Back to the Land of Bad Memes

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Well, the whole “cord-cutting” experiment didn’t go as smoothly as expected. I won’t go into the ridiculously complicated and frustrating installation fiasco that lasted most of June, but let me just say that it involved two weeks without Internet. That’s TWO WEEKS, fellow readers, cut off from the sustenance of the cyber webs!

Two weeks of waiting for a repair that didn’t need to be done, arguing with several reps on the phone who were incapable of deviating from their scripts, multiple miscommunications and errors that couldn’t be replicated or fixed if you tried, and two weeks of data overage on our cell phones.

BUT it was also two weeks of ignorant bliss, removed from the horrible news reports and vicious Facebook posts by righteous vigilantes, of less time wasted on online games and more opportunities for naps, and finally, the return of a peaceful and calm bedroom devoid of the squawking black box that lulled us to sleep for years with the mayhem and murder of the late local newscast.

Now that speedy connection to the horrors of bad memes and incomprehensible spelling has been restored with many apologies and a little compensation from the corporate goliath we are forced to use, I can look back on the whole nightmare like you would that horrific camping trip where it rained the entire time and your body was covered in chiggers. You’re very glad it’s over but you can afford to be generous, proud, nostalgic even. Was I frustrated? Of course. Angry? You bet. Paranoid that this was all an elaborate plot to punish us for cutting the cord? Guilty as charged.

But I’ve haven’t slept better in years.

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Cutting the Cord

IMG_6041In our latest downsizing venture, we’ve decided to take on the corporate dictators controlling what we see on the talking boxes, and cancel our cable subscription. After much help from our “cord-never” daughter (defined as someone who has never fallen for the cable TV trap) and vigorous research on the wireless internet we still need to keep, we’ve opted for one of those slim digital antennas and a Roku streaming device to fulfill our minimal entertainment needs. My family’s devotion to the sports gods has kept us from going cold turkey for years, but now there are alternatives to the big game gatekeepers.

So this week, I’m saying goodbye to the indentured servitude of bundling and contract confinement, the 300 channels we never needed, the painful phone negotiations every year when rates soared back to “normal,” the eternal rebooting when the power “blinks,” and last but not least, that nest of snakes full of cat hair behind the TV stand.

The few shows I’m giving up are well worth the clean sweep, clear surfaces and a single outlet.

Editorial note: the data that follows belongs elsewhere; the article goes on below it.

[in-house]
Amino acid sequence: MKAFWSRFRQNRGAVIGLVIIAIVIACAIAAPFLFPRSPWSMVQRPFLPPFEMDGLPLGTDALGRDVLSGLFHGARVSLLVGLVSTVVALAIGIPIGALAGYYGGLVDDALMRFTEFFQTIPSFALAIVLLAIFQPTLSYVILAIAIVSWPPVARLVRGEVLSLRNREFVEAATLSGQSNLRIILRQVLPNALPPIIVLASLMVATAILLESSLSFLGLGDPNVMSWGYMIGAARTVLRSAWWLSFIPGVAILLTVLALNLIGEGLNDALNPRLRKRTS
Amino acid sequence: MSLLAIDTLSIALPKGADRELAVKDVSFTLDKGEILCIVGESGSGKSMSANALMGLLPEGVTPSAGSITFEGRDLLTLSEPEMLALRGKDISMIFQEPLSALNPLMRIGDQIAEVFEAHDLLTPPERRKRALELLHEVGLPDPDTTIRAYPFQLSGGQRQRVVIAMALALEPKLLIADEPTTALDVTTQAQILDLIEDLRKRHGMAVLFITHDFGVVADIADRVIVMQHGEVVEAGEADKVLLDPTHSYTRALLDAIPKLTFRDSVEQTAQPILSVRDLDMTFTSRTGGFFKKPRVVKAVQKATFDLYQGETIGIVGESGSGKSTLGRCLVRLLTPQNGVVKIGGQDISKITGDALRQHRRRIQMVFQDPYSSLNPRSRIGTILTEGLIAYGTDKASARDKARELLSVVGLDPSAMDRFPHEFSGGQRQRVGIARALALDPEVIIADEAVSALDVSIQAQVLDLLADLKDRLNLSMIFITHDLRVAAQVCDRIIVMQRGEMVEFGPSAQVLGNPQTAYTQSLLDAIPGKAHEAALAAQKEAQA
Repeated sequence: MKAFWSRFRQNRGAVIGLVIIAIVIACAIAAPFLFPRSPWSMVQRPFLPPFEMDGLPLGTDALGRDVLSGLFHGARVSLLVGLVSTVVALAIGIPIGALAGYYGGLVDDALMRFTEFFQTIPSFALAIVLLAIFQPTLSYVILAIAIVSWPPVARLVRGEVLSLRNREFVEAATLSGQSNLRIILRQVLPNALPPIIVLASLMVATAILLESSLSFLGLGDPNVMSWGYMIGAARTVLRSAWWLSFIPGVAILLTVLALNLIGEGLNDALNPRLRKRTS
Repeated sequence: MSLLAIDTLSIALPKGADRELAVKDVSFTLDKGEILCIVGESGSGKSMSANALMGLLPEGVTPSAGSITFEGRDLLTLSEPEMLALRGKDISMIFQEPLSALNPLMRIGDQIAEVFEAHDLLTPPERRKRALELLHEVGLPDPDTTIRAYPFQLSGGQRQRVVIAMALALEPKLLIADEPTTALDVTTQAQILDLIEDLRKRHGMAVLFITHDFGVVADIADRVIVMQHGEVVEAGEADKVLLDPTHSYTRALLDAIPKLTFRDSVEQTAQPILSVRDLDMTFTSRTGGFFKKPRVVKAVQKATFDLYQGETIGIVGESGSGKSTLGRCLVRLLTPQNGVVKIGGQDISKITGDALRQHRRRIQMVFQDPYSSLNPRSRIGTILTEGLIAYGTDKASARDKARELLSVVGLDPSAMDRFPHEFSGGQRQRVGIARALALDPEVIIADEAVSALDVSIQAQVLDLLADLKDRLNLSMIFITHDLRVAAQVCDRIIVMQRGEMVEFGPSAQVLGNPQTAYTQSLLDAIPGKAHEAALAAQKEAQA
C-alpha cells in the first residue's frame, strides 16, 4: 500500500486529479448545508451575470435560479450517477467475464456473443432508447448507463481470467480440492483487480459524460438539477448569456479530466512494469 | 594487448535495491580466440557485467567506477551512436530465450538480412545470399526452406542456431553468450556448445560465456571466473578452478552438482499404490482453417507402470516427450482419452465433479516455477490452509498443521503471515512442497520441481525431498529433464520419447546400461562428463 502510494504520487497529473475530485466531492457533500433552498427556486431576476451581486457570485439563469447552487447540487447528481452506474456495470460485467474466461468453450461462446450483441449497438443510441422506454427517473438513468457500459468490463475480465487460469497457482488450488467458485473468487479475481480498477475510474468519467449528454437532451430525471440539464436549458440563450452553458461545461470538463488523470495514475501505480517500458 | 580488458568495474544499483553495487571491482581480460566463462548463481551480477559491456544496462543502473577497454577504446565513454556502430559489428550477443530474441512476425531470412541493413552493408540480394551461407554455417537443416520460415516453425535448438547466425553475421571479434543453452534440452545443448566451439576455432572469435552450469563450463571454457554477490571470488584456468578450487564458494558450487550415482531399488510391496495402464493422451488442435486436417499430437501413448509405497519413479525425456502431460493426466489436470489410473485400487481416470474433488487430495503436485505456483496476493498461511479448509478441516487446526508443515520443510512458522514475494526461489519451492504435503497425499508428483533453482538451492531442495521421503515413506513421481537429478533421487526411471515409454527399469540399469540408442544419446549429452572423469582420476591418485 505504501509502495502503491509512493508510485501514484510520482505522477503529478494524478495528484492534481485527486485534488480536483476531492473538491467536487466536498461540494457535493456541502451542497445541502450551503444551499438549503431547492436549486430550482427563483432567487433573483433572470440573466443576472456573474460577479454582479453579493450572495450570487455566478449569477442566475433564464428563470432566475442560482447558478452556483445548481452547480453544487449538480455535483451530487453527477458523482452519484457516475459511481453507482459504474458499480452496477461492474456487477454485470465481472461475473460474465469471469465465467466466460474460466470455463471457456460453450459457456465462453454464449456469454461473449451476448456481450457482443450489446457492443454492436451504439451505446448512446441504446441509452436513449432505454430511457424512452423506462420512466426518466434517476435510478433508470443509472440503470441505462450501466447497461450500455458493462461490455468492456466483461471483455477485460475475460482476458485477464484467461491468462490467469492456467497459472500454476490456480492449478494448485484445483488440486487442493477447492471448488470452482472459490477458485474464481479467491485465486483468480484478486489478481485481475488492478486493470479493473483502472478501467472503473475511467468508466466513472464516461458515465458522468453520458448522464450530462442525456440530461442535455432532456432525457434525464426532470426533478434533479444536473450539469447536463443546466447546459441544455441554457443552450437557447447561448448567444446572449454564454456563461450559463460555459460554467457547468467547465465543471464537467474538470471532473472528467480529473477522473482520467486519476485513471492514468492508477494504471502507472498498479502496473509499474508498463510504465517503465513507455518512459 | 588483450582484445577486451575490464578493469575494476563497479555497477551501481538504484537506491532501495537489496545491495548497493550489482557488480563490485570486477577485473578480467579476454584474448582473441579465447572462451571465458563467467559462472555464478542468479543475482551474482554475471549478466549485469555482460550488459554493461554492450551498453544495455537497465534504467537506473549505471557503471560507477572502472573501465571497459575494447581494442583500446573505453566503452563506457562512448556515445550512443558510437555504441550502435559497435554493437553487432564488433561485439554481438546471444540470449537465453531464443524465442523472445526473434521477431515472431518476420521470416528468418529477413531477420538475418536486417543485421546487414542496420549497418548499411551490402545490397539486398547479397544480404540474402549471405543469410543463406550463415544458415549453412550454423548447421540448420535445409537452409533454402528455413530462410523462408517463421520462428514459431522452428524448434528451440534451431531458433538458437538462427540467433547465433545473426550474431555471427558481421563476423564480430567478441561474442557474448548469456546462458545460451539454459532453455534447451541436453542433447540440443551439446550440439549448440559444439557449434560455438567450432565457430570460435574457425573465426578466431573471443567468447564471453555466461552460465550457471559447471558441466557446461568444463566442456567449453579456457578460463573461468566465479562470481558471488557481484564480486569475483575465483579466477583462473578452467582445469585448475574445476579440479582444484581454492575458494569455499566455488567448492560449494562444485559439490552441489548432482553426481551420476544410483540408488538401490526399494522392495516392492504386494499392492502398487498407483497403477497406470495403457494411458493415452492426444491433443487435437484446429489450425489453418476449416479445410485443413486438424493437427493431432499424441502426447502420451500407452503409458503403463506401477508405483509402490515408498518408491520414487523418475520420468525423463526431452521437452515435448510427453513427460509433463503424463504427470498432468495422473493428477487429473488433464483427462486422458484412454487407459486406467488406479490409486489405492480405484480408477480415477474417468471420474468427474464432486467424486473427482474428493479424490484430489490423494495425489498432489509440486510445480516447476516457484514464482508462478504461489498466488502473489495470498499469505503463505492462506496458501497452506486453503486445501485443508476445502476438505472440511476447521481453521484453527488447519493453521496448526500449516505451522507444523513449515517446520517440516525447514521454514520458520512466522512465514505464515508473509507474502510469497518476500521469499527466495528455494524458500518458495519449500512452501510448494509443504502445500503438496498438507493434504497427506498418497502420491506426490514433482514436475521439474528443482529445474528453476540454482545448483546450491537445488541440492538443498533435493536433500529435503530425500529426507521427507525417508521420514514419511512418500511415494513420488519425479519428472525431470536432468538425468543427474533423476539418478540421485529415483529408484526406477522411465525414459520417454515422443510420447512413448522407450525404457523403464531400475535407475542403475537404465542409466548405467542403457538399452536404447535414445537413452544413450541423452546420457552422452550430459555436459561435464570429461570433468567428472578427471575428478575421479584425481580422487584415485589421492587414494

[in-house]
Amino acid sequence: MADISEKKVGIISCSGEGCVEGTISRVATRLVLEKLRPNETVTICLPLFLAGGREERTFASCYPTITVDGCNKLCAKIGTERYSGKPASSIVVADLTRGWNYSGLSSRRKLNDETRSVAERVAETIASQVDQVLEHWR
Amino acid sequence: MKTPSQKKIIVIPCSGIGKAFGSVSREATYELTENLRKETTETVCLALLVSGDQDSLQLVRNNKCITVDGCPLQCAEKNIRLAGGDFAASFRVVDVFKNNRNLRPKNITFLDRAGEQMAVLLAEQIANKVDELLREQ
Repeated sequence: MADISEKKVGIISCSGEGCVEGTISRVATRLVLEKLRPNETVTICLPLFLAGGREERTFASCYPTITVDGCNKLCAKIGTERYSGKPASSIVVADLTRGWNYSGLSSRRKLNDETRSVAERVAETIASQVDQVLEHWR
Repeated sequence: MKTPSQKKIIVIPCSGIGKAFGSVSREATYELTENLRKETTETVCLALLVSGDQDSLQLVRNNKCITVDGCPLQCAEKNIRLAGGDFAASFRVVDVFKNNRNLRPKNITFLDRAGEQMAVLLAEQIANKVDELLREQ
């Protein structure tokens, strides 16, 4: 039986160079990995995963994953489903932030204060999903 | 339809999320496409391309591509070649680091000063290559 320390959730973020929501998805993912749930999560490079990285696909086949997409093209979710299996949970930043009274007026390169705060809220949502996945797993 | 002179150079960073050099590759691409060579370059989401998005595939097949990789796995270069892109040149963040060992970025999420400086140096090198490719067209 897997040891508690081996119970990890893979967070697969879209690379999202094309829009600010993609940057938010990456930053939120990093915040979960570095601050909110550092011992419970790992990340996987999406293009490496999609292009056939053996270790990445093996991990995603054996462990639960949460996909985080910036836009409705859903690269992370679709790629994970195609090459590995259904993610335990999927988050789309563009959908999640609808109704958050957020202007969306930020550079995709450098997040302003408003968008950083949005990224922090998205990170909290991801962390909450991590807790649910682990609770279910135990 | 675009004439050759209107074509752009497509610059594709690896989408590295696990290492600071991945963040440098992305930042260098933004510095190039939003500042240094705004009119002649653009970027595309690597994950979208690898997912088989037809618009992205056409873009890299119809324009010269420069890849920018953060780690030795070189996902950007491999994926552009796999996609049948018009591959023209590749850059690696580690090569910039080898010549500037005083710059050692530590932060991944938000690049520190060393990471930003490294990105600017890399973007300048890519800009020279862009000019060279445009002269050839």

The Downsizing Dozen: Basic Bliss

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Yesterday, my husband and I celebrated 30 years of marriage. The anniversary gave me an opportunity to compare what we had then, to what we have now. And I found us lacking.

We have less furniture now. When I moved in to my new husband’s duplex, I found the usual trappings for a bachelor pad, with the mandatory bookcase made out of boards and cinderblocks, and a mattress on a sheet of plywood. But our friends pooled their meager wages earned as teaching assistants and struggling writers to give us a queen-sized futon as a wedding gift that we used folded on the floor for a sofa, along with the towering coffee table, easy chairs and dining room set that my husband already owned. We were gifted a massive metal office desk that took up half of our spare room and a lovely Victorian dresser that we dragged around the country for 29 years.

We don’t keep unnecessary knickknacks. I brought very little when I moved 900 miles away for graduate school, but I possessed the soul of a collector, determined to scour local junk shops for kitsch to support my “eclectic” interior design plans. As a newlywed, I considered it my duty to transform our modest ranch house into a PeeWee’s Playhouse wonderland, my 1980s TV inspiration at the time. That wacky vision, combined with all the spoils from my in-laws’ big downsize to a retirement community that same year, led to a pretty cluttered and bizarre decorating scheme.

We need fewer clothes. About the only dowry I brought along was a big wardrobe with shoes and accessories, mostly vintage tat and ratty leftovers from college. I never threw any clothing away, even when something wore out, because that’s the way I grew up. My husband was the same way. And in your twenties, I believe style and the way you look are more important than at any other time. All that would change with a new baby several years later, providing very few opportunities to shower much less put together an outfit. But as a newly married couple, we felt compelled to buy more “sophisticated” clothing in rainbow pastels that screamed Miami Vice and shoulder pads the size of boulders to prove our maturity.